Ocean engineers can work with a range of organisations and play a role in fields including international trade, national defence, oceanography, oil and gas, transport, underwater exploration and offshore wind.
Combining many of the skills of other professionals such as civil, environmental and mechanical engineers, the work of ocean engineers has ties to other professions including naval architects and marine engineers.
Working around the design and construction of ships, dams, and other marine and coastal structures, ocean engineers will typically be required to visit offshore or coastal regions but will also spend time based in offices undertaking planning and design work.
The exact location will depend upon the employer and the requirements of the role, whether supervising construction on-site, designing solutions from an office location or working as consultants, educators or trainers.
The salary for ocean engineers depends on yur employer, the nature of your work and your level of experience. As with all engineering roles, the rate of pay will increase with experience.
As of 2023, Glassdoor.com note that the average base salary for an ocean engineer is £37,858 per annum, covering a range from around £24,000 to £60,000 for more experienced professionals. However, payscale.com was more conservative with an average salary of £31,361, while Indeed.com noted an average of £34,642 per year.
In the United States, as of 2019, Chron.com reported that the Bureau of Labor Statistics placed the average salary at $98,730 per year, with a range of between $75,500 and $147,710, depending on experience.
Because of the many similarities, ocean engineering is often placed under the umbrella of marine engineering, but there are differences between these two disciplines.
Marine engineering is focused on the design, operation and maintenance of shipboard systems and machinery, whereas ocean engineering focuses on structures and systems in or adjacent to the oceans themselves.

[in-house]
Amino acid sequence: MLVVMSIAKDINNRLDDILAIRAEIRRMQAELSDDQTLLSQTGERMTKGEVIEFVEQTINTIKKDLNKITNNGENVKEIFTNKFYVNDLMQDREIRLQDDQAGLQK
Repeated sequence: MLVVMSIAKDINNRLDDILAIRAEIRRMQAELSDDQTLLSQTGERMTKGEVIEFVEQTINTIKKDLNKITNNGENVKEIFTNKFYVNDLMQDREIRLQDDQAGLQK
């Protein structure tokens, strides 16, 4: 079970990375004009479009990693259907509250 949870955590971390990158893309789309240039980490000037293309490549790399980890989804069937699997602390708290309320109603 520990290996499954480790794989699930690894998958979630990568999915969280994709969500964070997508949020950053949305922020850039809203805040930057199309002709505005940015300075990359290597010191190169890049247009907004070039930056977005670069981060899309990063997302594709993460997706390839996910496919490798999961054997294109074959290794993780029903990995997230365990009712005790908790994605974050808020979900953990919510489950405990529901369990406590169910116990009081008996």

You can find out more about marine engineering in our dedicated FAQ.
Ocean engineers create and deliver technical solutions to problems related to structures within or near the ocean. This includes the design, construction and maintenance of assets such as wind turbines and oil rigs as well as sub-sea structures and underwater vehicles and life support systems.
Ocean engineers also help protect coastlines from erosion and other effects of waves, using both man-made and organic solutions.
The work of ocean engineers combines skills and knowledge from other engineering disciplines, such as civil and mechanical engineering as well as natural science.
Is Ocean Engineering a Good Degree?
Degrees in ocean engineering offer a route into an interesting and important career, with many students taking their studies beyond a bachelor’s degree to take in a master’s degree to solidify their skills and knowledge to become more attractive to employers. Students who study ocean engineering can take their skills and knowledge into related areas like naval architecture with some extra training as required.
Is Ocean Engineering Hard?
Ocean engineering studies require dedication and perseverance but will open up a wealth of opportunities with a range of employers from government agencies to the oil and gas industry and more.
Can Civil Engineering Be Automated?
It is unlikely that ocean engineering will be automated due to the complexity of the role and the need for human judgement to help projects succeed. That being said, automation and artificial intelligence can assist with the work of engineers, including ocean engineers.